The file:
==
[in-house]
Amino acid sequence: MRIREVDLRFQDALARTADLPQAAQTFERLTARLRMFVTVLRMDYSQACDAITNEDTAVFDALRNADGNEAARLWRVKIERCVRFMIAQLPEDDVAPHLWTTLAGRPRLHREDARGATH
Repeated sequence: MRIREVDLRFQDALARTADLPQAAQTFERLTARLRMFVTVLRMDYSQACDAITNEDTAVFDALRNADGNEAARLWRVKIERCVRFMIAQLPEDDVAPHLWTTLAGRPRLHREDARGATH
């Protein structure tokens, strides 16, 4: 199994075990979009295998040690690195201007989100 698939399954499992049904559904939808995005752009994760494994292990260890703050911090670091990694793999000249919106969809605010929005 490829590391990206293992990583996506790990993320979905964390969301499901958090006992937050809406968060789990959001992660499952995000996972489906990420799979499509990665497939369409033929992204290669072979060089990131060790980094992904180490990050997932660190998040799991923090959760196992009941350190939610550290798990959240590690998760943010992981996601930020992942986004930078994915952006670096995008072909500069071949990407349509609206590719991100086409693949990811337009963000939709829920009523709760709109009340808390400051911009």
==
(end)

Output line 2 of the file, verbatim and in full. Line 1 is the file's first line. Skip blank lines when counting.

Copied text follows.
Amino acid sequence: MRIREVDLRFQDALARTADLPQAAQTFERLTARLRMFVTVLRMDYSQACDAITNEDTAVFDALRNADGNEAARLWRVKIERCVRFMIAQLPEDDVAPHLWTTLAGRPRLHREDARGATH